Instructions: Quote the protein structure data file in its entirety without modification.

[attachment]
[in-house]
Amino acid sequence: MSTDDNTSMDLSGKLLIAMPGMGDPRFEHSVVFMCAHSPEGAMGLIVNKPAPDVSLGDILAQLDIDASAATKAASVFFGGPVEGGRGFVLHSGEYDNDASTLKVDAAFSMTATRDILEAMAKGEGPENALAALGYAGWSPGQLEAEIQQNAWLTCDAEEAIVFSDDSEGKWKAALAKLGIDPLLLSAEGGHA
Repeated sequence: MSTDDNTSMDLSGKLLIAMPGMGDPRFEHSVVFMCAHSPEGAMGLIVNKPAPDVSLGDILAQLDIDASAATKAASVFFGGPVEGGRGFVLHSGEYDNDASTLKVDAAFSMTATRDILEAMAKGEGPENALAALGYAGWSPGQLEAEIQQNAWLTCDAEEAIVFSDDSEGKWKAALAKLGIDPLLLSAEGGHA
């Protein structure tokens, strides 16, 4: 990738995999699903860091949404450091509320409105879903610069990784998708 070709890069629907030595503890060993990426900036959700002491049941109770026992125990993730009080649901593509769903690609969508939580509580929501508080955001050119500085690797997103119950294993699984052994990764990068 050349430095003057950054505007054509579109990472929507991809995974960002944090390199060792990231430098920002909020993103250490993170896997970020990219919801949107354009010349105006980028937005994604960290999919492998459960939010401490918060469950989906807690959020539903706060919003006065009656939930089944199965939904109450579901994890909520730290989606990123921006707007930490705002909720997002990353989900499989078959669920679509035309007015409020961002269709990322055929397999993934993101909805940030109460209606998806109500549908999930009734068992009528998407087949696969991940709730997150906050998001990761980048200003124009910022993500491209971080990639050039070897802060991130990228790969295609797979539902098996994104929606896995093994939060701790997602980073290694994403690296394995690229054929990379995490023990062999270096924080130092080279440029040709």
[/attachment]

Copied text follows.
[in-house]
Amino acid sequence: MSTDDNTSMDLSGKLLIAMPGMGDPRFEHSVVFMCAHSPEGAMGLIVNKPAPDVSLGDILAQLDIDASAATKAASVFFGGPVEGGRGFVLHSGEYDNDASTLKVDAAFSMTATRDILEAMAKGEGPENALAALGYAGWSPGQLEAEIQQNAWLTCDAEEAIVFSDDSEGKWKAALAKLGIDPLLLSAEGGHA
Repeated sequence: MSTDDNTSMDLSGKLLIAMPGMGDPRFEHSVVFMCAHSPEGAMGLIVNKPAPDVSLGDILAQLDIDASAATKAASVFFGGPVEGGRGFVLHSGEYDNDASTLKVDAAFSMTATRDILEAMAKGEGPENALAALGYAGWSPGQLEAEIQQNAWLTCDAEEAIVFSDDSEGKWKAALAKLGIDPLLLSAEGGHA
């Protein structure tokens, strides 16, 4: 990738995999699903860091949404450091509320409105879903610069990784998708 070709890069629907030595503890060993990426900036959700002491049941109770026992125990993730009080649901593509769903690609969508939580509580929501508080955001050119500085690797997103119950294993699984052994990764990068 050349430095003057950054505007054509579109990472929507991809995974960002944090390199060792990231430098920002909020993103250490993170896997970020990219919801949107354009010349105006980028937005994604960290999919492998459960939010401490918060469950989906807690959020539903706060919003006065009656939930089944199965939904109450579901994890909520730290989606990123921006707007930490705002909720997002990353989900499989078959669920679509035309007015409020961002269709990322055929397999993934993101909805940030109460209606998806109500549908999930009734068992009528998407087949696969991940709730997150906050998001990761980048200003124009910022993500491209971080990639050039070897802060991130990228790969295609797979539902098996994104929606896995093994939060701790997602980073290694994403690296394995690229054929990379995490023990062999270096924080130092080279440029040709």